However, the good news is that it’s never too late for students to try and fix their sleeping habits.

“A lot of students don’t know what it feels like to be well-rested and productive because they never have been,” said Novick.

The Wellness Education center seeks to inform students on the importance of getting more sleep through data collection and programs on campus involving topics such as proper napping. Novick explained that naps shouldn’t make up for students’ lack of nighttime sleep, and they should only last 20 to 30 minutes. That amount of time allows students’ bodies to reach a restorative level of sleep, allowing them to wake up feeling energized.

“Sleep packs” are also available for free from the Wellness Education center. They include earplugs, an eye mask and “sleepy time” tea to help a student relax and get a good night’s rest.

Students may also be surprised that some of their daily habits can affect the quality of their sleep at night.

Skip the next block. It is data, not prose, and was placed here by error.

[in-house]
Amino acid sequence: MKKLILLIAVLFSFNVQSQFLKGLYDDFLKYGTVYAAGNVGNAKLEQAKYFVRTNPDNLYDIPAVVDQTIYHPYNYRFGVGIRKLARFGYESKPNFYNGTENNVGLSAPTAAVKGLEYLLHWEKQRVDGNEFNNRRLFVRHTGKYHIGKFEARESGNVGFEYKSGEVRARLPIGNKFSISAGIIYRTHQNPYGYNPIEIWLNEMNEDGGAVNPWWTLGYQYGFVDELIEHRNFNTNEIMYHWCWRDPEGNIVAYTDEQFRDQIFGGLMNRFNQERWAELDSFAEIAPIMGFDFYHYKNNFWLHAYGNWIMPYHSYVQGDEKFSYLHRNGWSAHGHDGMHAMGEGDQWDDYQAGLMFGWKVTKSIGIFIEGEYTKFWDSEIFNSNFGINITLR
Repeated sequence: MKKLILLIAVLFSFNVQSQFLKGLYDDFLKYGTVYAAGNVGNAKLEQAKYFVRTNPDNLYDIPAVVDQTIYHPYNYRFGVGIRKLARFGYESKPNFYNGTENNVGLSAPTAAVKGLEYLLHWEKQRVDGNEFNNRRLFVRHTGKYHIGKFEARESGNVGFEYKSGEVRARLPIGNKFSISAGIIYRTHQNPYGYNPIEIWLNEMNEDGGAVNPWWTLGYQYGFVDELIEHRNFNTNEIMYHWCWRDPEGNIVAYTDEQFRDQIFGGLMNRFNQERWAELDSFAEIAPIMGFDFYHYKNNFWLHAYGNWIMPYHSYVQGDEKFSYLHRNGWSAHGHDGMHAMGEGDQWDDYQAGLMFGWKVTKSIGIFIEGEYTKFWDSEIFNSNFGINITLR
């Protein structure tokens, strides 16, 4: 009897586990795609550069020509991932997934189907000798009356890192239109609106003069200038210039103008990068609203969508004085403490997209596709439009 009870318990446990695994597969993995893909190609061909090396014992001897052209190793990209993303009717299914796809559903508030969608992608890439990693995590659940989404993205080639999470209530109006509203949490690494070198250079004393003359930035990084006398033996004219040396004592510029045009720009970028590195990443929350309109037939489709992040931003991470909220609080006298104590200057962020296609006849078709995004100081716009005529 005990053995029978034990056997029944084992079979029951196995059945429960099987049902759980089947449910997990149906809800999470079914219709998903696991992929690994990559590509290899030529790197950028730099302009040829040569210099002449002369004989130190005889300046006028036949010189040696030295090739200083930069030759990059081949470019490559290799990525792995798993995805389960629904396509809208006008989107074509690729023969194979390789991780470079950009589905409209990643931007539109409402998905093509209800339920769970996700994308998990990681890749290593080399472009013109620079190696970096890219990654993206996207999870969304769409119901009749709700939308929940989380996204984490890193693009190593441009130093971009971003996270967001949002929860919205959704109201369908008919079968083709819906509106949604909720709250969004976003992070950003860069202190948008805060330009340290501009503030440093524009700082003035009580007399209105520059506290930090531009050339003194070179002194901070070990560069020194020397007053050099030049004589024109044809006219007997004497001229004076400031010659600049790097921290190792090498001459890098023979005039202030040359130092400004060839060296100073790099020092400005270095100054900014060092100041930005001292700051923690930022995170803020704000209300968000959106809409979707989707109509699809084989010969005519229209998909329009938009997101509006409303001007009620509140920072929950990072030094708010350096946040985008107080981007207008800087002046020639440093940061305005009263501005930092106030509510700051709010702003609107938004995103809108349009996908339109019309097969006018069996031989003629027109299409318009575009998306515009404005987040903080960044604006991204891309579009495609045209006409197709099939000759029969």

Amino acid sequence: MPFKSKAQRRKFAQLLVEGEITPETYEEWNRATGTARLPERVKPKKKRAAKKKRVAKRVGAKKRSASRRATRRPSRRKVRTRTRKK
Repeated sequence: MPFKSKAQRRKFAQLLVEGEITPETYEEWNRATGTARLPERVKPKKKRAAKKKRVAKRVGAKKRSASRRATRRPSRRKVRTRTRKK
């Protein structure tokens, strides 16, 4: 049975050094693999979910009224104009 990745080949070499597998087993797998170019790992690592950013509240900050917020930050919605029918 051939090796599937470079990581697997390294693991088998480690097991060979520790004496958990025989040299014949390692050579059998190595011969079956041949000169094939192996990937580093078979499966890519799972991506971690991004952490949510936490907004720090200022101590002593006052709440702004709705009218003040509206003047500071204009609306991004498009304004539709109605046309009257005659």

Geck recommended avoiding caffeinated drinks after 12 p.m. Beverages like coffee and soda only help to alleviate tired feelings for a short time, and can make it difficult to fall asleep at night. He explained that electronics, such as cell phones, tablets and TVs, should be turned off and kept away from the bed. The noises and light produced by these devices can disturb a student’s sleep throughout the night.

But the biggest change is probably the easiest to think of: setting a sleep schedule.

“Ideally, the key would be to keep a strict sleep regimen. Try to keep the same bedtime and wakeup time, if you can, regardless of the day of the week,” said Geck.

Like any problem, the first step to solving it is admitting you have one, and Patel and Moraldo aren’t in denial.

“I think if I didn’t feel like I have to do every single thing, I’d have more time to sleep,” said Moraldo. “I’m definitely going to spend a lot of time sleeping over winter break, and hopefully come back to school on a better schedule.”

Patel sees a few all-nighters in her future, and knows exactly how they will impact the average amount of sleep she gets.

“Oh, it’ll decrease, for sure,” she said. “I wish I got more sleep than I do.”